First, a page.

Transformative Phenomenology

 


Transformative Phenomenology and Us

A Bouquet of Reflections on the Impact of Transformative Phenomenology 

An eBooklet created by the students of 

Professors Valerie Malhotra Bentz, PhD & David Allan Rehorick, PhD

eBooklet Edited by Ayumi Nishii, PhD

Fielding Graduate University Alumni Network, 2018


During the process of writing a chapter titled, “The Silver Age of Phenomenology at Fielding Graduate University” in The Fielding 45th Anniversary Monograph, the authors of the chapter (James Marlatt, Ayumi Nishii, Carol Estrada, Barton Buechner, Valerie Bentz, and David Rehorick) invited Fielding phenomenologists to reflect on the impact of Transformative Phenomenology. This booklet is a compilation of these reflection statements. A collective story as the analysis of the reflections, the lived experiences of the impact, is included in the chapter.

The contributors of this booklet are: Adair Nagata, Ann Alexander, Ayumi Nishii, Bart Buechner, Carol Estrada, Carol Laberge, Daniel Maxwell, David Haddad, Evelyn Torton Beck, Frank Rojas, James Marlatt, Lee (Shirley) Knobel, Lori Schneider, Luann Drolc Fortune, Rosa Zubizarreta-Ada, Sergej van Middendorp, Tetyana Azarova, Theresa Southam, and Valerie Nishi. 

As phenomenologists we are always on a path of becoming, and so is this booklet. We invite you to join us with your reflection.  Please contact Ayumi Nishii at anishii@email.fielding.edu or James Marlatt at jmarlatt@email.fielding.edu for submissions or questions.

TP and Us

Click to download the eBooklet in Word format.


What is Transformative Phenomenology?

Transformative Phenomenology is a somatic-hermeneutic-phenomenology that is put into action in the lifeworld. It is an application of phenomenology—the study of consciousness and phenomena— that can lead to personal, professional, organizational, and social transformations. Transformative Phenomenology is founded on the eidetic phenomenology of Edmund Husserl, the social phenomenology of Alfred Schütz, the embodied phenomenology of Maurice Merleau-Ponty, the ontologic-existential phenomenology of Martin Heidegger, and the reflective hermeneutic methods of Hans-Georg Gadamer.

Rehorick and Bentz (2017) identified ten qualities of phenomenological scholar-practitioners based on their analysis of 76 phenomenological and hermeneutic related dissertations completed at Fielding from 1996 to 2016. Writing rich descriptions of lived experience and collaboratively interpreting meaning is a foundational activity. Additional qualities include adopting phenomenology as a way of being and embracing embodied consciousness, wonderment and authenticity. Phenomenological scholar-practitioners are focused on looking beyond the taken for granted, with awareness that lifeworlds are constructed through patterns of communication. Transformative phenomenologists seek to transcend the reality of everyday lived-experience in service of generating common understanding.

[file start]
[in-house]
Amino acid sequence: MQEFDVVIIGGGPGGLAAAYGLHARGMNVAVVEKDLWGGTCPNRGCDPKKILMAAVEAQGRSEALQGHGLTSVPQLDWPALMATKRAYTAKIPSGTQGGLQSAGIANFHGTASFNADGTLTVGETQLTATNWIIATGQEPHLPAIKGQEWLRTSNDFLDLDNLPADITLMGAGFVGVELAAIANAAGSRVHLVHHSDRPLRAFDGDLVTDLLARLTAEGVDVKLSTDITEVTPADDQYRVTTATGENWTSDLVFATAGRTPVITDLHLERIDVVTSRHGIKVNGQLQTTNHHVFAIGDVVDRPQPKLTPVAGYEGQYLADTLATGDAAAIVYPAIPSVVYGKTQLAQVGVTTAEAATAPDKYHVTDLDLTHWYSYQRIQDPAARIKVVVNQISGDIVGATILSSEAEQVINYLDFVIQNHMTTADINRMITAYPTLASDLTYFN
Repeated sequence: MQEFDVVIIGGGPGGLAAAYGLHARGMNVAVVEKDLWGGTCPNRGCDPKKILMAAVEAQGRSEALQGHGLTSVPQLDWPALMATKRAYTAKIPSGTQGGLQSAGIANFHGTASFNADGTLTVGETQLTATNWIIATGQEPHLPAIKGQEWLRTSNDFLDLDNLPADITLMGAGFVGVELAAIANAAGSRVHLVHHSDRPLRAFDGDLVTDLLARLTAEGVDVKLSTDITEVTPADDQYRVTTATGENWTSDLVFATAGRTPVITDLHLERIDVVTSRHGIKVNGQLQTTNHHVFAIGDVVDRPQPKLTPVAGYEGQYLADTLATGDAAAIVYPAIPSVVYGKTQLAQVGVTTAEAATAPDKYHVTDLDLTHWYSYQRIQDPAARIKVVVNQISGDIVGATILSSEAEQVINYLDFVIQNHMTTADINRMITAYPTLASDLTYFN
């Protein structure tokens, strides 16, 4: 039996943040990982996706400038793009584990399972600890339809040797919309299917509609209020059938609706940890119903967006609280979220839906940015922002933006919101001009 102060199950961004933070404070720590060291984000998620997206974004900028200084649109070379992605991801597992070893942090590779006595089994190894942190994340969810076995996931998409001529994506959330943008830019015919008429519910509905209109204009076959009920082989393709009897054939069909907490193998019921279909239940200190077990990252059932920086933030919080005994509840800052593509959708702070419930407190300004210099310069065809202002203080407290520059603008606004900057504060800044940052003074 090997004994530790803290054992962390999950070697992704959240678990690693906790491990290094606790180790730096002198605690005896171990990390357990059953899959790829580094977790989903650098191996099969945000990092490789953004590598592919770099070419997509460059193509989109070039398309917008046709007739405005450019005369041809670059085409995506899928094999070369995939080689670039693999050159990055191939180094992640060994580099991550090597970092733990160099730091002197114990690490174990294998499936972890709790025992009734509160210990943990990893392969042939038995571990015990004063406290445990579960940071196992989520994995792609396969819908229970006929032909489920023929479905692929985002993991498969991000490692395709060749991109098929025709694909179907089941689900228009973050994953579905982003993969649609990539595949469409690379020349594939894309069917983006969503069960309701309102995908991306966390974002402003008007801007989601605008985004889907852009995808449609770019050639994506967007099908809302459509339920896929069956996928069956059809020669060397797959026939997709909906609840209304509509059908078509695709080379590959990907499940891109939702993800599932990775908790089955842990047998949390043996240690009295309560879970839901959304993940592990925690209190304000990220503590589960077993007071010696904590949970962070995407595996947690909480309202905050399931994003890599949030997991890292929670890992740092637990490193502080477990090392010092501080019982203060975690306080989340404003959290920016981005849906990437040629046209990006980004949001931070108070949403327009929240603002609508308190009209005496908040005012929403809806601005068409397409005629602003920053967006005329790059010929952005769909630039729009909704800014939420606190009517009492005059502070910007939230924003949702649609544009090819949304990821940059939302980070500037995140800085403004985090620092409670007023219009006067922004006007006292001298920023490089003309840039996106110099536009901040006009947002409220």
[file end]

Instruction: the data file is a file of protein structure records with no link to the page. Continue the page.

The Ten Qualities of Transformative Phenomenologists

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Want to know more about Transformative Phenomenology?

Transformative Phenomenology Described

Transformative Phenomenology is a somatic-hermeneutic-phenomenology that is put into action in the lifeworld. It is an application of phenomenology—the study of consciousness and phenomena—that can lead to personal, professional, organizational, and social transformations. It is also a form of applied socio-cultural research and practice that supports positive change.

Transformative Phenomenology emerged from extensive applied phenomenological doctoral research supervised by David Rehorick and Valerie Malhotra Bentz from 1996-2016 during the “Silver Age” of phenomenology at Fielding Graduate University.

It is founded on the essence-based phenomenology of Edmund Husserl, the social phenomenology of Alfred Schütz, the embodied phenomenology of Maurice Merleau-Ponty, the ontologic-existential phenomenology of Martin Heidegger, and the reflective interpretative hermeneutic methods of Hans-Georg Gadamer.

Transformative Phenomenologists seek positive change in the world of everyday life and exhibit qualities including the adoption of phenomenology as a way of being and embracing embodied consciousness, wonderment and authenticity.

Phenomenology is a way of knowing which employs enriched and embodied awareness. A person’s view of the world of everyday life, understandings, and situations of others can be clouded by preconceptions, scientific and popular constructs, and media images and distortions. Over time, these may blind us to what is apparent to the unclouded phenomenological eye.

Phenomenology directs us to the fullness of experience rather than a remote or pro forma accumulation of information and facts. The creative capacity is enhanced by the opening of vision resulting from immersion in the subject matter rather than limiting the researcher to the traditional mode of observation or data gathering at a discrete distance.

The aim of the study of phenomena (objects of consciousness) is to bring about awareness and understanding of direct experience. Unlike traditional methods of inquiry, phenomenology involves an enriched awareness of our own consciousness. It challenges one to let phenomena reveal themselves, rather than predetermining what phenomena are. Phenomenology seeks to portray the essential, or necessary structures of phenomena, and to uncover the meaning of lived experience within the world of everyday life.

Somatics is an approach, with a long scholarly tradition, that promotes whole-bodied awareness and communication where the capacity for knowing from within becomes the primary instrument of change.

Hermeneutics involves the reflective search for meaning through the interpretation of texts and life that include conversations, relationships, and social interaction. The interpreter seeks to reveal personal, cultural, and historically sculpted prejudgments and prejudices, making them visible and explicit within the research process.

Historically, the social sciences followed the path of the physical sciences taking an objectivist view, governed by positivist assumptions. Phenomenology sought to fill this gap by paying careful attention to how we know everything from within our senses, brains and bodies in connection with other beings. Phenomenologists use the term “lived experience” to connote the direct feelings, thoughts, and bodily awareness of actual life—what the founder of phenomenology, Edmund Husserl, called the things in themselves.